UK - The performance of equity markets has been blamed for a worsening of the aggregate funding position of defined benefit schemes, with the surplus dropping by £45bn (US$89.3bn) in June.
Con Keating, an analyst with pension fund insurance vehicle BrightonRock Insurance, said he was unsurprised by the latest figures.
He said: "It was almost certainly just about all driven by the performance of equity markets relative to bonds."
The PPF index provides the latest estimated funding position, on a s179 basis, of almost 7,800 predominantly private sector defined benefit (DB) pension schemes in the UK. The s179 shows what would have to be paid to an insurance company to take on the payment of PPF levels of compensation.
It also estimated the total deficit of schemes in deficit in June 2008 worsened to £63.1bn from £45.7bn at the end of May 2008. In June 2007, the aggregate deficit of all schemes in deficit stood at £22.3bn.
The figures came as Redington Partners released research which showed pension scheme funding levels had slumped £30bn (US$59.5bn) in the second quarter this year.
Calculated on an IAS19 basis, the research revealed the aggregate balance of FTSE 100 pension schemes dropped from a surplus of £21bn to a deficit of £9bn.
Redington said the falls were due in part to the increases in liabilities brought about by falling long term interest rates and rising inflation.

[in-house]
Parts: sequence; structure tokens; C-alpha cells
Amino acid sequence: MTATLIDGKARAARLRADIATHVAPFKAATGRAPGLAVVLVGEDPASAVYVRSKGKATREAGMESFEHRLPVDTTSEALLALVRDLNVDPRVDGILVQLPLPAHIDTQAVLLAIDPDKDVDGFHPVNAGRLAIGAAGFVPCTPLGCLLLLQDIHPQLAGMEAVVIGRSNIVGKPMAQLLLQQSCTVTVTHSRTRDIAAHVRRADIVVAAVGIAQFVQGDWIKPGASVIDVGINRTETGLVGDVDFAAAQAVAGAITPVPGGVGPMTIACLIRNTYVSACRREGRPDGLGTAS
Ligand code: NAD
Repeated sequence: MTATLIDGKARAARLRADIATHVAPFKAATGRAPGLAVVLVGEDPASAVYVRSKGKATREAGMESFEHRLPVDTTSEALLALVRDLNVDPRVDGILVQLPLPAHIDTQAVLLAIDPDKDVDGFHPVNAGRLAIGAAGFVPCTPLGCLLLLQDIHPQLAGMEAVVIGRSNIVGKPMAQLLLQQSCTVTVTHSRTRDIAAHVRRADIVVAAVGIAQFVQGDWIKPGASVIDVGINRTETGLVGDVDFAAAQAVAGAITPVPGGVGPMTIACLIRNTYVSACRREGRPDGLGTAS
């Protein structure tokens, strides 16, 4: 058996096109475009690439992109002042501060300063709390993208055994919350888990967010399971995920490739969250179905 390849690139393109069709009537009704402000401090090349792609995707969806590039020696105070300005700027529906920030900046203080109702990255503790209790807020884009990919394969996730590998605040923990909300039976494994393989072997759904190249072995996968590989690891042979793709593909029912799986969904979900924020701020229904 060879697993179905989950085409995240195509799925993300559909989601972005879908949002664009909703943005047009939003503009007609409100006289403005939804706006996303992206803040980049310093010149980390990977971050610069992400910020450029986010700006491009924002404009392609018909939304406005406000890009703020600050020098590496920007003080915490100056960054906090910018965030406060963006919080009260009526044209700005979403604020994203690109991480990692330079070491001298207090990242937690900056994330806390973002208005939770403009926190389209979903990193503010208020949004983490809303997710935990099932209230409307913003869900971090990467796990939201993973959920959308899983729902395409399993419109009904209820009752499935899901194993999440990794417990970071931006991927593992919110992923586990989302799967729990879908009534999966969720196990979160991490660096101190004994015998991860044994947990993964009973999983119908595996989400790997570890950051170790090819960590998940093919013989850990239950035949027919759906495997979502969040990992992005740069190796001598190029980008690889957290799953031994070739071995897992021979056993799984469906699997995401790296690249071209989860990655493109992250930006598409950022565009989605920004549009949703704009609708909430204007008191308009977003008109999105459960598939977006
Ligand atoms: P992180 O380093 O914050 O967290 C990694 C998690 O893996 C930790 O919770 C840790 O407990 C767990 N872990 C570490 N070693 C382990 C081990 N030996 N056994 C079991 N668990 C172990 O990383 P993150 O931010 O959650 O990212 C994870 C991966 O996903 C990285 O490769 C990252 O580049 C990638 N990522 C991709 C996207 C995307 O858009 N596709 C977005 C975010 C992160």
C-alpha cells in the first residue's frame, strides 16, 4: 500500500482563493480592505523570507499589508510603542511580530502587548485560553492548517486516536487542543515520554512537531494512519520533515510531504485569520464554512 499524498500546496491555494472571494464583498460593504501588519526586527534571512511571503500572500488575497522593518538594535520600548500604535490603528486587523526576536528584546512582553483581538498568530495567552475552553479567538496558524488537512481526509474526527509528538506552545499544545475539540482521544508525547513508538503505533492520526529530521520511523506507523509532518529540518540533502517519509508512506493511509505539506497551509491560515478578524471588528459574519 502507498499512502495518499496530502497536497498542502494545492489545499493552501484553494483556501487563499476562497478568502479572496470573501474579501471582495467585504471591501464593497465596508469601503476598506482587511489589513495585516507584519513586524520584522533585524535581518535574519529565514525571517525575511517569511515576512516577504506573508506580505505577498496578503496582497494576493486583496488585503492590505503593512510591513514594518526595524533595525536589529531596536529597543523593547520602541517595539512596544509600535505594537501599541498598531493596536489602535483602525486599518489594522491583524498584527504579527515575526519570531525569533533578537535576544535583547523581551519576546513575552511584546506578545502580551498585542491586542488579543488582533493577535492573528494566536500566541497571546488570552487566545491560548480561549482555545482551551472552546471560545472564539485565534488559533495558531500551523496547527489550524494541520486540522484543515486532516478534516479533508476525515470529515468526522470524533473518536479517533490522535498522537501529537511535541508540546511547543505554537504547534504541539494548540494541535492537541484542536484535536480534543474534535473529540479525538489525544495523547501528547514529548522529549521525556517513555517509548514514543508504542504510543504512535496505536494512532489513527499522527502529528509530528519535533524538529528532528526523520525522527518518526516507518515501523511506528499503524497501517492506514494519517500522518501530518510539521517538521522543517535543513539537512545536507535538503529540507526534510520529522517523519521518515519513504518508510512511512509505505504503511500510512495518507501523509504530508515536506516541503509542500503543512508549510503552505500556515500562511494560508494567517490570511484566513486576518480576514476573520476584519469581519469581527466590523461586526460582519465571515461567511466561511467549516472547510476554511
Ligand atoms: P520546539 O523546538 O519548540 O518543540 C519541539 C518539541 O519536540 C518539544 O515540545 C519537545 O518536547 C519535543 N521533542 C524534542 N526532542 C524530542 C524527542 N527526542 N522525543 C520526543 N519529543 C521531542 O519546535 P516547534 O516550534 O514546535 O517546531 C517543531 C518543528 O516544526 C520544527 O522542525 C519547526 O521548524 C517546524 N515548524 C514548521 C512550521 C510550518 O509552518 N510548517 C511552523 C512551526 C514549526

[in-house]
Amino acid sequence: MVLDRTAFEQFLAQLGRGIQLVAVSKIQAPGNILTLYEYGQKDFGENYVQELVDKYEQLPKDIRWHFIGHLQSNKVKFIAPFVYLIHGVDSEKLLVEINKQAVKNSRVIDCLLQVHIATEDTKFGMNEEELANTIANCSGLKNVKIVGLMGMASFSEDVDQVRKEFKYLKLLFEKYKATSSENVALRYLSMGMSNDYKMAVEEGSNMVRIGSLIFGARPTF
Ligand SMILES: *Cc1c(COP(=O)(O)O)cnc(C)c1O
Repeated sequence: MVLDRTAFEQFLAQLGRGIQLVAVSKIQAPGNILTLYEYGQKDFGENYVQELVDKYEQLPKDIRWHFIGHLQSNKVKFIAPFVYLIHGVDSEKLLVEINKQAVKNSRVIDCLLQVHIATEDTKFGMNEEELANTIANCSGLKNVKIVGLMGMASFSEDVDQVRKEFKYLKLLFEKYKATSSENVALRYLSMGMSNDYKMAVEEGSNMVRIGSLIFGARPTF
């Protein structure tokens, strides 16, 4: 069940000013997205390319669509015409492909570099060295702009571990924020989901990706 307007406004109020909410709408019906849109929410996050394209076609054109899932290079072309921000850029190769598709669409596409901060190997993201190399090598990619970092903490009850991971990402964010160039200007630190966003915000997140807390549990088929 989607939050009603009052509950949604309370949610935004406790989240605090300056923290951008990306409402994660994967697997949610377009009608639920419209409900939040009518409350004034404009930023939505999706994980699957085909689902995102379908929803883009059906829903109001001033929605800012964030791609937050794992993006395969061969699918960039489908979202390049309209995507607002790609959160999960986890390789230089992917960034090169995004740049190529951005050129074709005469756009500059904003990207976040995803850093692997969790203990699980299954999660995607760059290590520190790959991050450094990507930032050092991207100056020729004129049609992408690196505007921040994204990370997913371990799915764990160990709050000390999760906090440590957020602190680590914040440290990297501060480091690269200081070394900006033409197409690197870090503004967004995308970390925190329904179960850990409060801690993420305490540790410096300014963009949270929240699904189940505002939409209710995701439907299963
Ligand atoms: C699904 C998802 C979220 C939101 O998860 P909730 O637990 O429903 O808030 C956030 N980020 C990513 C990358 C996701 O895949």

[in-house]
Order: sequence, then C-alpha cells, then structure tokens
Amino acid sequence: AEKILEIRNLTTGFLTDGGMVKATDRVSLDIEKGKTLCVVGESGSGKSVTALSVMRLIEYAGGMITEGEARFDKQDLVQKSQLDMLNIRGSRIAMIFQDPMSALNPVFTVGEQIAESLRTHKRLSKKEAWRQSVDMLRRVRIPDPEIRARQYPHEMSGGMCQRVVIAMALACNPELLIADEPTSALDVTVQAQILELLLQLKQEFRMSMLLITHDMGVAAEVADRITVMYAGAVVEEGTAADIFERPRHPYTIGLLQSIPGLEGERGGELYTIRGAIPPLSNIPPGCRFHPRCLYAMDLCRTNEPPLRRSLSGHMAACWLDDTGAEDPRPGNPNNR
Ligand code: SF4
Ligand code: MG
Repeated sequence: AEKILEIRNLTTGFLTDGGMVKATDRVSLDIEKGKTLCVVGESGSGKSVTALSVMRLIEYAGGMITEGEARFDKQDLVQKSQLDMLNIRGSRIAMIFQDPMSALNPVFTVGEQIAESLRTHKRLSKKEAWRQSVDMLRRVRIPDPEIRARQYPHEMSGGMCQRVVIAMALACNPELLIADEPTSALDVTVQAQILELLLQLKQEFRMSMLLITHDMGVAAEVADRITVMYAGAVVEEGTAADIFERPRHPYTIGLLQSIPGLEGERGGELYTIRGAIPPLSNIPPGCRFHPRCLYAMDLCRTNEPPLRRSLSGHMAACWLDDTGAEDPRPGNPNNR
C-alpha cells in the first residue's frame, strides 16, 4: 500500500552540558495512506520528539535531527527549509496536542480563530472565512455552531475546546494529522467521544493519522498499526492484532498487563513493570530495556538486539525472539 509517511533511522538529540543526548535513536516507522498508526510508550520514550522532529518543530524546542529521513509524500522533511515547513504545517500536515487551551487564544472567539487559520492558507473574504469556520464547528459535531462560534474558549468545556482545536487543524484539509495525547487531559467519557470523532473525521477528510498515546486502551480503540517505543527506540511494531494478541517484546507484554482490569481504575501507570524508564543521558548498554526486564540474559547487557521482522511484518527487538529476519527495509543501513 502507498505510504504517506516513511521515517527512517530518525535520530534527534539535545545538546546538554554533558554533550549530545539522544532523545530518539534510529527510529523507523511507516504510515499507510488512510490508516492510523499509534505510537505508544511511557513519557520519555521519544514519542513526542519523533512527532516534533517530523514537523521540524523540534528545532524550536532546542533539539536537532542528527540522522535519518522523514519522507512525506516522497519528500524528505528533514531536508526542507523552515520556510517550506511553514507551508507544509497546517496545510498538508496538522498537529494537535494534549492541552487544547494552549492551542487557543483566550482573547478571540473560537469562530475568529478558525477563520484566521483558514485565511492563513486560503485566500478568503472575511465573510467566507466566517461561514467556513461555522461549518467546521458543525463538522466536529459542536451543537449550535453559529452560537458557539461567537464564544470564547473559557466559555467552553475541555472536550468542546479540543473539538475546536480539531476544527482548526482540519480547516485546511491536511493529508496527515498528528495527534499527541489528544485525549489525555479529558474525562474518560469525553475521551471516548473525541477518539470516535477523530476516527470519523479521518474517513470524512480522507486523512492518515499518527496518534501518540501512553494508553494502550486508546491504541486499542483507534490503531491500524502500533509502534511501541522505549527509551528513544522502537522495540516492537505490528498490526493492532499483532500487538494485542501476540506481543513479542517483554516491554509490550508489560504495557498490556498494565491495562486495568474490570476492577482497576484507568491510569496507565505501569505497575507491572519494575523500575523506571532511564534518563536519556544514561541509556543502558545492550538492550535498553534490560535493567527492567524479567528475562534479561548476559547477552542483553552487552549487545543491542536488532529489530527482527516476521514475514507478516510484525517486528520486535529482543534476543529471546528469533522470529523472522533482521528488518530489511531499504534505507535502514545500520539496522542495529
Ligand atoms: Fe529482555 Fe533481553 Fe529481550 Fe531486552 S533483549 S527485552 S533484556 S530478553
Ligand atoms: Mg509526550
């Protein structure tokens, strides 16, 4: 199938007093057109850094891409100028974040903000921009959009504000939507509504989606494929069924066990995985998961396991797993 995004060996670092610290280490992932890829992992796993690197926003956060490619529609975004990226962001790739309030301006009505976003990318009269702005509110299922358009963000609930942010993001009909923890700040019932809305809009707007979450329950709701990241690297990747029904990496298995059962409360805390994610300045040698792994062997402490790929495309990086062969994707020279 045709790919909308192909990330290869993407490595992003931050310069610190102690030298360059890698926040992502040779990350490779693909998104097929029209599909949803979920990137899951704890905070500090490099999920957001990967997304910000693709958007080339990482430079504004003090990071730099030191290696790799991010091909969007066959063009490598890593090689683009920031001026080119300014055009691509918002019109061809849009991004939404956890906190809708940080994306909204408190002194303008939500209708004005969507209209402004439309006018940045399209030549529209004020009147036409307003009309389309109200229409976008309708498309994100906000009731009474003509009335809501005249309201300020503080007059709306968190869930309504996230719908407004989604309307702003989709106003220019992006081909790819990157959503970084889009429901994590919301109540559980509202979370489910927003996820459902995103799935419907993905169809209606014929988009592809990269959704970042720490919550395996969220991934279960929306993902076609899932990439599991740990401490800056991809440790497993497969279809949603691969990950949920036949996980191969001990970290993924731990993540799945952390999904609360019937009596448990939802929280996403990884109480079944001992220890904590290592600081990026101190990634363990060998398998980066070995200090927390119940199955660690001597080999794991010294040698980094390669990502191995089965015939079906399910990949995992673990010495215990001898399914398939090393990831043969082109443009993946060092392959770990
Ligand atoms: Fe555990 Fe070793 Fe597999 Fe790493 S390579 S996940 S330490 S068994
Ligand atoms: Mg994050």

Robert Gardner, partner and co-principal, Redington Partners, said: "The rise in inflation expectations has defied last year's conventional wisdom that 3.30% was a ceiling which would not be breached.
"In the past three months, rising inflation has added over £12.5bn to the aggregated liabilities of the FTSE 100 pension schemes. This is a worryingly large number."
Gardner added a 0.01% increase in long term inflation expectations would add £820m to FTSE 100 liabilities.
Redington also estimated the likelihood of a single scheme losing more that £5bn in a single day under Value at Risk (VaR) to have been 1 in 20. As a guide, Redington said Goldman Sachs ran a 1 in 20 risk of losing £92m across its global operations in a single day, highlighting the importance of risk management for pension funds.
The Centre for Social Justice is calling for the state pension age to be raised to 70 by 2028 and to 75 by 2035, a much faster rise than currently planned.
The High Court has blocked the £12bn transfer of Prudential's annuity book to Rothesay Life, citing the insurer's lack of "established reputation" and differing "capital management policies".
This week's top stories included Legal & General acquiring MyFutureNow to provide a dashboard service to customers, while also agreeing a hybrid buy-in with a Hitachi scheme.